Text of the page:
the Organisation of American States and the prime minister's press

" 'We can return home now', the prime minister said, 'feeling that
what we came here for has,: by and large, been accomplished'.

"He is Maurice Bishop, prime minister of Grenada, and he is just 39
years old.

"In New York yesterday, Prime Minister Bishop was wrapping up a 10-
day visit to the United States. In the morning at the UN and in
the afternoon at a hotel across the street on First Ave., he faced
reporters. The answers he gave to questions pictures his country
as one locked in a David-and-Goliath struggle.
"... 'CIA activity in Grenada was established a long time ago",
Prime Minister Bishop said. To reporters yesterday, he accused
the U.S. of carrying out a programme of economic aggression against
his country, of putting out damaging propaganda against his govern-
ment and of actually planning military destabilisation.
'And I don't think its over", he said of the alleged destabilisat-
"The way the prime minister sees it, his country is caught up in the
explosive politics of the Central American-South American region, and
EIso suffers because of what he called a hostile attitude the
Americans have towards governments that took power through revolut-
ion. ...

From the "New York Times" of June 5th 1983
"Prime Minister Maurice Bishop of Grenada has acknowledged that his
Government has jailed up to 40 people without charge or trial, in-
c.luding six who were imprisoned soon after the coup that brought him
'o power in March 1979.
"l an interview Friday, the Grenadian leader explained that justice
i his country is a complex matter and that the delay in bringing
charges 'has to do with the procuring of evidence, the availability
of witnesses'.
continued -

I ~- / ~)-L


Week Ending 25.6.83 :THB GRENADA NEWSLETTER Page 17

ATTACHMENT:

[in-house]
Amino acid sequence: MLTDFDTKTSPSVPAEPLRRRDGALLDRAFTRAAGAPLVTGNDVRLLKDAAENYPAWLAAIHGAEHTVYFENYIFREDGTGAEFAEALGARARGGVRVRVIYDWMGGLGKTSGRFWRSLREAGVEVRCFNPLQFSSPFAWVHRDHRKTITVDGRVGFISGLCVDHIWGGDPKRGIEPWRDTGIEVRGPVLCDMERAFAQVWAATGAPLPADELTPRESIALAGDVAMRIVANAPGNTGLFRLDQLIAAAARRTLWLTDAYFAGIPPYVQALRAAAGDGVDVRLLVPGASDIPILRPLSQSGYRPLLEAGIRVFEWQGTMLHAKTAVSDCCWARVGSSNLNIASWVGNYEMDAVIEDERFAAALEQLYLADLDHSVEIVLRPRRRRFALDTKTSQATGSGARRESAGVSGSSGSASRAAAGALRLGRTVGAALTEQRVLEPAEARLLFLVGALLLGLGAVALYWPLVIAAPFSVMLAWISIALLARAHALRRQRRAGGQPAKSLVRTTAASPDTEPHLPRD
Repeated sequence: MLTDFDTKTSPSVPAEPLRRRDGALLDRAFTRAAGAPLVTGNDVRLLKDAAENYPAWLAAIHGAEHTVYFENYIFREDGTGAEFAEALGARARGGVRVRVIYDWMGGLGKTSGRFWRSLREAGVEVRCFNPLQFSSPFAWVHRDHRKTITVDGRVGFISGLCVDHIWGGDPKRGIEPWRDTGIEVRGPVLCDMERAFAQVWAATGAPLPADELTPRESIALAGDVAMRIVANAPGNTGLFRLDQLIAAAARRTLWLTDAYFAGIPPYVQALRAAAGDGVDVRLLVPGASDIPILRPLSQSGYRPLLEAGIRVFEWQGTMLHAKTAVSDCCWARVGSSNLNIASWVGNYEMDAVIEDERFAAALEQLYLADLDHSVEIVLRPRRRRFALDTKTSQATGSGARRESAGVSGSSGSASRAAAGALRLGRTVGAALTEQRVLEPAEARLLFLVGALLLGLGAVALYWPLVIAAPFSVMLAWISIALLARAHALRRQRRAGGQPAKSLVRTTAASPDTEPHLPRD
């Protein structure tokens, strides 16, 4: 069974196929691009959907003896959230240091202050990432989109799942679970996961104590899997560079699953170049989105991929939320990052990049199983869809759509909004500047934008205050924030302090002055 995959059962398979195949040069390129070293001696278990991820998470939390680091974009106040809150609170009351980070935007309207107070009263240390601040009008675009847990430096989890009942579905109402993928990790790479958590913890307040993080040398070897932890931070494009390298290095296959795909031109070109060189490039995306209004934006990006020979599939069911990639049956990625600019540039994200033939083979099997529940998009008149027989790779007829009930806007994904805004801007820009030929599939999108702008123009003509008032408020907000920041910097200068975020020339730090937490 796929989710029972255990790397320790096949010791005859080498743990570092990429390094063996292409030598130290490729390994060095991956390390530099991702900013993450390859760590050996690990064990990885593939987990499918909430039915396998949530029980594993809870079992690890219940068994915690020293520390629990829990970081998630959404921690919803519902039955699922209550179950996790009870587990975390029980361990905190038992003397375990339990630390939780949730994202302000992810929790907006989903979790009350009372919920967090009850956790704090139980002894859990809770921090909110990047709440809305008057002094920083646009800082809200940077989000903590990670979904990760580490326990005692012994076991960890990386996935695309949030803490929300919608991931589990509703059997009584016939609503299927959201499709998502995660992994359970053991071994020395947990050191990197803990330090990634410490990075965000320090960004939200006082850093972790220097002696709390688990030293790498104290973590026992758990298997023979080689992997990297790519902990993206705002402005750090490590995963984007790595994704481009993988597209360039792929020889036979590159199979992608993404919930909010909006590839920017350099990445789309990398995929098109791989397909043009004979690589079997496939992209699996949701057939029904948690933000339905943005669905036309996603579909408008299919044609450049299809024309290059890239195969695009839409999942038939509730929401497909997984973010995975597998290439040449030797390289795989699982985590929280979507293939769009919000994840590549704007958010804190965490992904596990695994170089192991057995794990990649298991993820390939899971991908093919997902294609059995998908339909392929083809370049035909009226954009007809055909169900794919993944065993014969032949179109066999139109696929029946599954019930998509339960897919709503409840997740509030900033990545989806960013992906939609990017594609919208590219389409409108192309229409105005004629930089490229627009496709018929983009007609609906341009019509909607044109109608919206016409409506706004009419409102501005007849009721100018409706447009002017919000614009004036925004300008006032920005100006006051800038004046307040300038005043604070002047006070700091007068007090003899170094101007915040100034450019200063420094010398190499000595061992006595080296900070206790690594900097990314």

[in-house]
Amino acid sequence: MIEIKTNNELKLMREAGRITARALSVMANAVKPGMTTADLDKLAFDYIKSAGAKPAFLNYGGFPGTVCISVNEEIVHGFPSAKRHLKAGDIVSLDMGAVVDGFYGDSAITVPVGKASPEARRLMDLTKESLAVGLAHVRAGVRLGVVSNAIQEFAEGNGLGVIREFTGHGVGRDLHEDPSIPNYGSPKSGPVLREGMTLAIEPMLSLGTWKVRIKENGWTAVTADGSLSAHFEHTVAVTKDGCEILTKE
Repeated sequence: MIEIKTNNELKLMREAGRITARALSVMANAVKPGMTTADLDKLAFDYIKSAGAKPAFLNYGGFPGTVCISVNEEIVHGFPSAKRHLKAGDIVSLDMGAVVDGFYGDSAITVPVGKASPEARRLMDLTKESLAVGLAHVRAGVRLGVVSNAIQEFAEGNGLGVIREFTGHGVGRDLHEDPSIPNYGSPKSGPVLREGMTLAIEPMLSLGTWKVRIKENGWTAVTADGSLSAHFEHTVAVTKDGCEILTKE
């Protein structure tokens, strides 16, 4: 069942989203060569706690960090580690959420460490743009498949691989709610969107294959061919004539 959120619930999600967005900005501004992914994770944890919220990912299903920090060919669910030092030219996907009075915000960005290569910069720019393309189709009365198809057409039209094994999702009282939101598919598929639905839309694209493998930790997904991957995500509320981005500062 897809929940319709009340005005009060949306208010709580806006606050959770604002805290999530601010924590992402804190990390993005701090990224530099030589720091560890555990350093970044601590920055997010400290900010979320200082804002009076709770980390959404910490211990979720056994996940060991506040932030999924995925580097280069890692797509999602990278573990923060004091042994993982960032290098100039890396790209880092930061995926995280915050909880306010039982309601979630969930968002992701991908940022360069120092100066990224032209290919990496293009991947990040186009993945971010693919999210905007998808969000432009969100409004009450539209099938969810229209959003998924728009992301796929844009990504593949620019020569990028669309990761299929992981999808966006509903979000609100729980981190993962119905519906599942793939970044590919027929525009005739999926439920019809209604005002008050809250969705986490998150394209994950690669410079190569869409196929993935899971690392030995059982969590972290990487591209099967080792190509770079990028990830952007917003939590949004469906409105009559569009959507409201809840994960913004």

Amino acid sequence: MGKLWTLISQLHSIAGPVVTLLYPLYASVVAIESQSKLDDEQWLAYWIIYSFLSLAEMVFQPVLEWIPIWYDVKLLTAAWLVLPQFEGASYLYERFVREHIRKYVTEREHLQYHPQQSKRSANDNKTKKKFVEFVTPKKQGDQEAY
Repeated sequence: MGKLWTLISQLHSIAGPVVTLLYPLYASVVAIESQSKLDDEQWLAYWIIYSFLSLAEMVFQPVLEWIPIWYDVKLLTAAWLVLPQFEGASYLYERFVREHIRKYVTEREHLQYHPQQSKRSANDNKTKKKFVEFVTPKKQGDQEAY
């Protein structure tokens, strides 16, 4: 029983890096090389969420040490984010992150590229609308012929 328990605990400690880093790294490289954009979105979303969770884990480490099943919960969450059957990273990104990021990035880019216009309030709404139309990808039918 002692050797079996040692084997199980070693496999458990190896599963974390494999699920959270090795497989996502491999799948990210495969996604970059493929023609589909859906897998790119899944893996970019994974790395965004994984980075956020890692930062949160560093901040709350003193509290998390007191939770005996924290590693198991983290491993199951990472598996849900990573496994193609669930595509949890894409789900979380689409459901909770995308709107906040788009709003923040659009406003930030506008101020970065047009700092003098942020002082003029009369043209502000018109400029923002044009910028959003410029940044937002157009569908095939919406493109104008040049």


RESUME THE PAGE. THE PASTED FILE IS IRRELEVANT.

"Sometimes, he ,said. the .bEst available evidence comes from people
of thattype referring ito his secret 'police. He said he did not
want to risk exposing these agents in open court. He declined to
say how many are in his secret police but asserted that the number
is 'At very big'. '
"Mr Bishop said that after a bomb incident his Government spent 18
months finding an expert to match fragments in victims with those of
an explosive device. Moreover, he said, 'we are short of prose-
"He is holding one, his former Attorney General, Lloyd NOev uader
preventive detention. Mr Noel's friends said he incurred
Mr Bishop's wrath by urging free elections, a free press and civil
rights. Mr Bishop said Mi Noel was corrupt.
"The total of 35 to 40 detainees is well below the 110 that Amnesty
International reported in 1981, But since Grenada's population
is 111,000, this would be equivalent to 70,000 to 80,000 detainees
in the United States.
"...Mr Bishop acknowledged there are no independent newspapers in
Grenada now. But he said that if opposition publishers would
obey his press decree, including a requirement that at least 25
people must have a share in any journal, they could flourish,
"One was started by three of his former followers, including Mr Noel,
but that organ, The Voice, was suppressed after one issue. 'They
chose to come out with a paper', Mr Bishop said. 'That's all right,
if you're not engaged in acts of violence to overthrow the Govern-

"This, he suggested, is why he jailed without trial the paper's
three leading figures, Leslie Pierre, Tillman Thomas, whom Mr Bishop
described as 'a former colleague' at the bar, and Mr Noel.
" 'They chose to move to incite sections of the population to
armed resistance against the Government', he said. Why have they
not been charged ? Because a charge requires the 'collection,
preparation and organisation of evidence', the Prime Minister said.
0.. of

From an Associated Press rep of2nd June 1983
"... In a television interview Wednesday, Bishop repeated his
contention that an airport runway being constructed with Cuban help
on his island isn't for military use and that he wants a dialogue
with the .eagan administration.
" 'As far as we are concerned, the airport is for strictly civilian
and commercial purposes', Bishop said.
"IWhen asked if he would allow Soviet military aircraft to use it,
the Prime Minister said, 'no'. .....

From the Jamaica "Daily Gleaner" of June 2nd 1983.
" Washington, June 1 (CANA-Reuter). Grenada's Prime Minister
Maurice Bishop today told the Organisation of American States (OAS)
that his island nation posed no threat to the United States as
claimed by the Reagan Administration.
" 'I reaffirm ... that Grenada constitutes no threat to the United
States', Bishop said in a 20-minute speech before the OAS Political
"He said a new airport on Grenada was a civilian project vital to
the economy and termed its importance as 'unquestionable'.
n... Bishop said one of his concerns was that his leftist Peoples
Revolutionary Government (PRG) had sought to establish and maintain
normal relations with the U.S..

- continued -